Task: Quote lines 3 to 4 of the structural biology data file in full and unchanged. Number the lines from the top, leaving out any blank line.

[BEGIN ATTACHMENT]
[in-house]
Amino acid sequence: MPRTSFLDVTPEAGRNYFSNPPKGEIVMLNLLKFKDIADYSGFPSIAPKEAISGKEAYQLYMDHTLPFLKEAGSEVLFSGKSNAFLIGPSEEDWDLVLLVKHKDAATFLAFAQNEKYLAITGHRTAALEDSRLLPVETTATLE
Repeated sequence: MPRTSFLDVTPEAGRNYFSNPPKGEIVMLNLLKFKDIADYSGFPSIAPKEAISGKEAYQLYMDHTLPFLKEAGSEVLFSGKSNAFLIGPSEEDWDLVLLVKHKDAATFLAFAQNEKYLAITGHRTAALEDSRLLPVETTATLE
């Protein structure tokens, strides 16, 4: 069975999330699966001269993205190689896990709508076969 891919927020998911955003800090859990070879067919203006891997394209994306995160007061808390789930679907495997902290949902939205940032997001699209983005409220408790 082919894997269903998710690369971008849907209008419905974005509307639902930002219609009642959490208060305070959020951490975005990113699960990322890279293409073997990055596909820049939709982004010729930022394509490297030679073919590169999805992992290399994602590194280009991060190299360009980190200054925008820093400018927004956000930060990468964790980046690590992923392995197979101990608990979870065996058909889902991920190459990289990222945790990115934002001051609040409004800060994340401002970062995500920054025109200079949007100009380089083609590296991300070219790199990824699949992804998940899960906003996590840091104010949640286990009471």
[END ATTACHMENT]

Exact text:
Repeated sequence: MPRTSFLDVTPEAGRNYFSNPPKGEIVMLNLLKFKDIADYSGFPSIAPKEAISGKEAYQLYMDHTLPFLKEAGSEVLFSGKSNAFLIGPSEEDWDLVLLVKHKDAATFLAFAQNEKYLAITGHRTAALEDSRLLPVETTATLE
């Protein structure tokens, strides 16, 4: 069975999330699966001269993205190689896990709508076969 891919927020998911955003800090859990070879067919203006891997394209994306995160007061808390789930679907495997902290949902939205940032997001699209983005409220408790 082919894997269903998710690369971008849907209008419905974005509307639902930002219609009642959490208060305070959020951490975005990113699960990322890279293409073997990055596909820049939709982004010729930022394509490297030679073919590169999805992992290399994602590194280009991060190299360009980190200054925008820093400018927004956000930060990468964790980046690590992923392995197979101990608990979870065996058909889902991920190459990289990222945790990115934002001051609040409004800060994340401002970062995500920054025109200079949007100009380089083609590296991300070219790199990824699949992804998940899960906003996590840091104010949640286990009471």